Why do we love engagement but feel a bit “yucky” about marketing?

 

When I first joined Culturapedia, my job title was “Programmer and Community Engagement Coordinator for the Plugged In project” catchy, I know – my lanyards were HUGE. It was a title I was proud to have. It mixed the perfect blend of art and community, and importantly, to me at the time, was not labelled as ‘marketing.’

 

I had previously dipped my toes into the world of arts marketing and had firmly decided it was not for me. The stress of constantly having to sell sell sell, the confusing world of press releases and the panic of ‘what do I do with all these leaflets?’ would keep me up all night.

 

Turns out the joke was on me.

 

Because marketing is trying to get people to see art and community engagement is also trying to get people to see (or take part) in art. Now, 5 years on, while I’m still programming and engaging people, those more traditional elements of marketing are a big part of what I do.

 

Obviously, that’s a very simplistic way of looking at it, but at the heart of those two roles, that’s what you’ll find: someone working their socks off to get the public involved.

 

So why do we feel so excited and passionate about engagement, but most of us feel a little bit cringey about marketing?

 

I work with lots of artists and nearly all of them love encouraging people to get involved with their art form, through outreach programmes and workshops, but talk to them about their leaflets or improvements to their show copy and their eyes glaze over, blurting out ‘oh I’m not a marketing person.’

 

I get it. As I said before, the world of more traditional marketing can seem scary – like there are lots of hidden rules and terrifying targets to be hit. We don’t like to think of ourselves, or our art as a product to be consumed. But the truth is, for many many potential audiences, the first time they engage with your art IS through something like your leaflet.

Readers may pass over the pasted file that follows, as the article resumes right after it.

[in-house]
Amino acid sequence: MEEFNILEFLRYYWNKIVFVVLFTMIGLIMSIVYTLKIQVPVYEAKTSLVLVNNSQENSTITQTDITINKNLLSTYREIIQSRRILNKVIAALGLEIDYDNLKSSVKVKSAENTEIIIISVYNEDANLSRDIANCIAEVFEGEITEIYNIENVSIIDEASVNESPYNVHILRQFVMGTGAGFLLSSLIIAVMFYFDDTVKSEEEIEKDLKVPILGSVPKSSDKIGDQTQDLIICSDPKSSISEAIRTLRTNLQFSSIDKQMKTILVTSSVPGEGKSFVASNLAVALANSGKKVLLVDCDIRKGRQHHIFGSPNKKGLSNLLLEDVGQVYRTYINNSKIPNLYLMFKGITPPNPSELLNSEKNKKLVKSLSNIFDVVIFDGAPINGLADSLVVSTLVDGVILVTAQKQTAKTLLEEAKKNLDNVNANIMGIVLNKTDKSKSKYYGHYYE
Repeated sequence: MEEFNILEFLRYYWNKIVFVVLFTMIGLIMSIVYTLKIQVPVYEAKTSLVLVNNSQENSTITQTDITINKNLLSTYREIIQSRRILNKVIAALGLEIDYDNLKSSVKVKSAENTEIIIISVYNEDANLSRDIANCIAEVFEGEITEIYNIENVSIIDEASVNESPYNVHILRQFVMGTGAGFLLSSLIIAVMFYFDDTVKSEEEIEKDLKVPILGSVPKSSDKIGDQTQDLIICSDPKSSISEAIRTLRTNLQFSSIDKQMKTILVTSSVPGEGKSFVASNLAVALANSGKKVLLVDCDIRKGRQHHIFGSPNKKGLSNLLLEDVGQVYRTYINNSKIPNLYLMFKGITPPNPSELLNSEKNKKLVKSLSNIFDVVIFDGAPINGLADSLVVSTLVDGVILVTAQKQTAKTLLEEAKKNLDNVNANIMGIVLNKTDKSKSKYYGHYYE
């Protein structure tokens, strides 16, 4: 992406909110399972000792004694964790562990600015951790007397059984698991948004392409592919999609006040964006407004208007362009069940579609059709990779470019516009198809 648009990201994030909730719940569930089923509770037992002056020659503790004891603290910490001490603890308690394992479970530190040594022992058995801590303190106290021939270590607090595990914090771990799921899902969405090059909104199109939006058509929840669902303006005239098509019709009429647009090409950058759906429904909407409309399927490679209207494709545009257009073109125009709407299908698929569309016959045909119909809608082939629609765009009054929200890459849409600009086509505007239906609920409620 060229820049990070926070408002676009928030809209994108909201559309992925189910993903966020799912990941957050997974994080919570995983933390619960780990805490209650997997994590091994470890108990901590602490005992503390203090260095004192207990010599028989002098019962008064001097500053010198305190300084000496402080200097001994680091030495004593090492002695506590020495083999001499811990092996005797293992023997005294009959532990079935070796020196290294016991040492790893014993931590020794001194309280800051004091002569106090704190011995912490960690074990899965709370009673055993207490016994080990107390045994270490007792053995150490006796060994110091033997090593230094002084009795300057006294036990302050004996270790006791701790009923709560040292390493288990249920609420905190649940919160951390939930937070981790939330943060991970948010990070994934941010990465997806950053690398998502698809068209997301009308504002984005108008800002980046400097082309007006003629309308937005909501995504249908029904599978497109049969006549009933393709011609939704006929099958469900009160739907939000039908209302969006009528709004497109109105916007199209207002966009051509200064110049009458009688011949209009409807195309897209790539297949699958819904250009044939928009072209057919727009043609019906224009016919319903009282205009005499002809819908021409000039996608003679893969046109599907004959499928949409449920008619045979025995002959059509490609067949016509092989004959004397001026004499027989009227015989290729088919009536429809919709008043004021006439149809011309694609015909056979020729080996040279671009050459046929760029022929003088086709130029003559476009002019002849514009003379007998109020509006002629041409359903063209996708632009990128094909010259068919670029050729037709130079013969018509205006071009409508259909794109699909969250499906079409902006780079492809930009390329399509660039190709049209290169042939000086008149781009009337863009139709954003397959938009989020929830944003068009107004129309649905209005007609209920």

If you think of it like that, suddenly marketing isn’t something to be afraid of or to baulk at, but something to be embraced. It’s just another strand of engagement. And what would you put on your leaflet if you stopped thinking of it as a sales tool and started to think of it as a way to engage people?

 

I imagine we’d start to see a lot less jargon, or copy and pasted buzz words.

 

Most of the time we feel a little ‘yuck’ about marketing because we see it as something separate to our art. A task to be done by someone who can spell better than we can, or someone who has a degree, or a history of hitting sales targets. And while those people can be fantastic at marketing our art nobody knows your music, or show, or poetry as well as you do.

 

So next time you start to freak out about marketing and think ‘that’s not for me’ bring it back to basics.

 

Why are you passionate about what you do?

Why do you think other people should get involved or see the show?

What was it that convinced you to get involved?

What language do you use when you’re running engagement workshops or outreach?

 

Because there are a lot of technical things to think about with your leaflets, and design and how to write a press release, but that’s the bit people like me are here to help you with, but you’re the only real expert in your own work.*

 

*please don’t use the word ‘work’ on your leaflets – most people who aren’t involved in “the arts” don’t want to go and see something called ‘work’ on a Friday night.